Carroll County Education Association president frustrated by low legislator turnout at breakfast

A representative for Carroll’s teachers union expressed frustration at low turnout from public officials at an annual legislative breakfast held Saturday, Jan. 4.

The breakfast was hosted by educators from the Carroll County Education Association (CCEA) and Carroll Association of School Employees (CASE), bargaining units made up of employees of Carroll County Public Schools. Much of the discussion focused on the recommendations of the Kirwan Commission, and representatives on both sides of the aisle in the Maryland General Assembly have said the recommendations will be the biggest discussion in this year’s session, which opens Wednesday.


Of 11 legislators who represent any part of Carroll County, only Del. Trent Kittleman, R-District 9A, attended, according to CCEA President Teresa McCulloh. Her district includes a small portion of southern Carroll.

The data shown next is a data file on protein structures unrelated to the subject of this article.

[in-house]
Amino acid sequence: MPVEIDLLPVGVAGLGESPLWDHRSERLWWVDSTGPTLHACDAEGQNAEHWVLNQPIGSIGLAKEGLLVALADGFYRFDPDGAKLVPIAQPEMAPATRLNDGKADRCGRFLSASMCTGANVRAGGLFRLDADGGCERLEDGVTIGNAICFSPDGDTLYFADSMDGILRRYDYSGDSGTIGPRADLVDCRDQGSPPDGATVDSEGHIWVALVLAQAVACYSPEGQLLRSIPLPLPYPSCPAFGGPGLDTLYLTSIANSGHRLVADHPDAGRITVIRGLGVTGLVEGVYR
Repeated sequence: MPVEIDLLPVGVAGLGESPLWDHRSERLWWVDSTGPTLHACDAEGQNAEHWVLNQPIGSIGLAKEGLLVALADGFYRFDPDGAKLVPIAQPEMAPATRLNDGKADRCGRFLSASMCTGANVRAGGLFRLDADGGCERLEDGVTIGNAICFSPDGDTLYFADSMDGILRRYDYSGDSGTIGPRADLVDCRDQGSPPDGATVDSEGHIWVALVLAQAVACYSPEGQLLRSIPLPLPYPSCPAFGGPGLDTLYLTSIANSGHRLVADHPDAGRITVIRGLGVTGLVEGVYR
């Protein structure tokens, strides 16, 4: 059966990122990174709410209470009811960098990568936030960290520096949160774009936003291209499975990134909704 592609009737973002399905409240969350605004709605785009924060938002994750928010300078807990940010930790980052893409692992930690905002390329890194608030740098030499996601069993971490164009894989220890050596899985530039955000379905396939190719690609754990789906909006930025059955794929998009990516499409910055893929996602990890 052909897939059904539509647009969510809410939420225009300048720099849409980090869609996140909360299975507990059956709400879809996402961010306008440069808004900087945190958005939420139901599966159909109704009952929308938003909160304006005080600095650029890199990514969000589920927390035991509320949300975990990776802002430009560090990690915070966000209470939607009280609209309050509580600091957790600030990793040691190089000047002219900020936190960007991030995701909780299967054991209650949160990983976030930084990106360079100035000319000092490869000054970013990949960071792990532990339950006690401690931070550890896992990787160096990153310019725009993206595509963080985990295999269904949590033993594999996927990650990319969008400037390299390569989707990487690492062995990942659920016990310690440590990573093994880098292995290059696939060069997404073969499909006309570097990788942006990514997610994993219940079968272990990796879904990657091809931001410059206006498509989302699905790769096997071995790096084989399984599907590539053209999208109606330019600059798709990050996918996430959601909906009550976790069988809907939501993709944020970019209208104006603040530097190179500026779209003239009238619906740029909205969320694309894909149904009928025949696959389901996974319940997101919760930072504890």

McCulloh said she appreciated those legislators who RSVP’d in a timely manner, but was frustrated to have no representatives from District 5. The majority of Carroll’s geographic area and population falls inside that district.


Earlier in December, the associations hosted an event called “Walk a Day in My Shoes,” where Board of Education members, Superintendent Steve Lockard, chiefs of staff for CCPS, and the five members of the Board of County Commissioners were invited to schedule a day to visit a teacher’s classroom. McCulloh said in an interview that those who volunteered to participate were those who had backgrounds in Carroll classrooms already.

She said it was frustrating not to see more participation from elected officials in two substantial events leading up to the legislative session.

“So often we share testimonials and make asks for additional funding. This was a perfect opportunity for our funding authorities to experience first-hand some of our needs,” McCulloh said via email in a prepared statement.

In her statement, she said the visits were designed to show the reasons why Carroll schools rank high in standardized testing and Maryland Report Card ratings, as well as why their funding requests focus on more hires in special education, counseling and academic and behavioral specialist positions, as well as support for the Blueprint for Maryland’s Future, the legislation born out of the Kirwan recommendations.